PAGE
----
Consumer Focus sees the growth of the legal online music market as the best way to tackle online copyright infringement, but new research from the consumer champion shows how the music industry is failing to promote the many legal alternatives.
The research released today shows that four in ten people are unable to name a single online music service at all – despite there being over 20 services on the market. Nearly nine in ten GB consumers (85%) who are aware of online music services, have only heard of two established brands – iTunes and Amazon.
The findings show how most consumers do not know where they can buy music online – a problem which is contributing to the current high levels of online copyright infringement. Before dealing with copyright infringement by prosecuting people – the approach being taken in the Digital Economy Bill – Consumer Focus thinks that it is only fair for the music industry to do more to promote legal services. This approach will also see industry gain through more sales without the need for prosecutions, whose costs end up being met by all consumers.
Jill Johnstone, International Director, Consumer Focus, said: “The music industry is shooting itself in the foot by not promoting legal online music services. If file sharing is causing the damage the music industry claims, why aren’t they putting more effort in to promoting the legal alternatives?
“Before we go down the enforcement road it is only fair to ask the music industry to do more to make people aware of the legal options.”
The findings come in a week when the last significant amendments will be made to the Digital Economy Bill in the House of Lords. A stated aim of the Bill is to facilitate the migration of those who infringe copyright online towards legal services – albeit by penalising those who infringe copyright – and Consumer Focus thinks that more needs done to help people choose the legal music alternatives.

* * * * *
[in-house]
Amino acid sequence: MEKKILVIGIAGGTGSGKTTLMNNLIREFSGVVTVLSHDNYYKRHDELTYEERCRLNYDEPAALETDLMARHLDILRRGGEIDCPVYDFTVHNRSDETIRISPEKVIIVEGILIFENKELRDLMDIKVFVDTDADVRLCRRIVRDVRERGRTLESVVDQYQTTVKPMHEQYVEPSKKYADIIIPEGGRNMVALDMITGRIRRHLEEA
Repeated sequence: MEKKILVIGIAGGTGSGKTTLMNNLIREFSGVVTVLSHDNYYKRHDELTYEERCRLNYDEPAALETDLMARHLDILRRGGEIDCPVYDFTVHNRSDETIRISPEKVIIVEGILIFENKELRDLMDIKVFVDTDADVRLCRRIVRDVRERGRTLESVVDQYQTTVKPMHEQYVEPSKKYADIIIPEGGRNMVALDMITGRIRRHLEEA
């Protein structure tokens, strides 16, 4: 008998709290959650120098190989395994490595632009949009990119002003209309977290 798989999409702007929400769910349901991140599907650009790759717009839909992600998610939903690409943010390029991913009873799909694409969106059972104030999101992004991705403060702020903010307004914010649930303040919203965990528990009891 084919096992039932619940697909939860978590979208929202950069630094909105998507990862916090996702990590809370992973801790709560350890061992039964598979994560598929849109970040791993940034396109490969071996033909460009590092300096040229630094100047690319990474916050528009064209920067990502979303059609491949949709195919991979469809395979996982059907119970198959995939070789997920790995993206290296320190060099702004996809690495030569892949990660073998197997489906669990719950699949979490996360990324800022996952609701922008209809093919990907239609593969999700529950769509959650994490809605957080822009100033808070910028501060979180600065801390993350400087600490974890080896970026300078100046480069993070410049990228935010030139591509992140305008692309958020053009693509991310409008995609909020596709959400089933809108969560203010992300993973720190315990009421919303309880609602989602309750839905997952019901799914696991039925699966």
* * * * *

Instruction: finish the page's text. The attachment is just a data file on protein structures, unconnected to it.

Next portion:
To further encourage the growth of legal online music services Consumer Focus is also calling for reform of UK’s copyright licensing system to make it easier for online music services to offer copyrighted works to consumers legally. Reform would encourage the growth of more legal alternatives such as streaming, “all you can eat”, micropayment, advertisement or subscription based models.
The face to face omnibus survey was carried out by BMRB Omnibus Surveys from Thursday 18th – Wednesday 24th amongst 1995 adults aged 15+. The findings are representative of the GB population.
The length of time a music service has been online does not translate into high consumer awareness. 7Digital was one of the first legal online music services but is only named by 1 per cent of consumers. Established streaming services such as Spotify and last.fm score low with only 2 per cent and 1 per cent of consumers naming them respectively.
Consumer Focus does not condone online copyright infringement, but views it as the inevitable consequence of the music industry’s failure to provide and promote legal music services.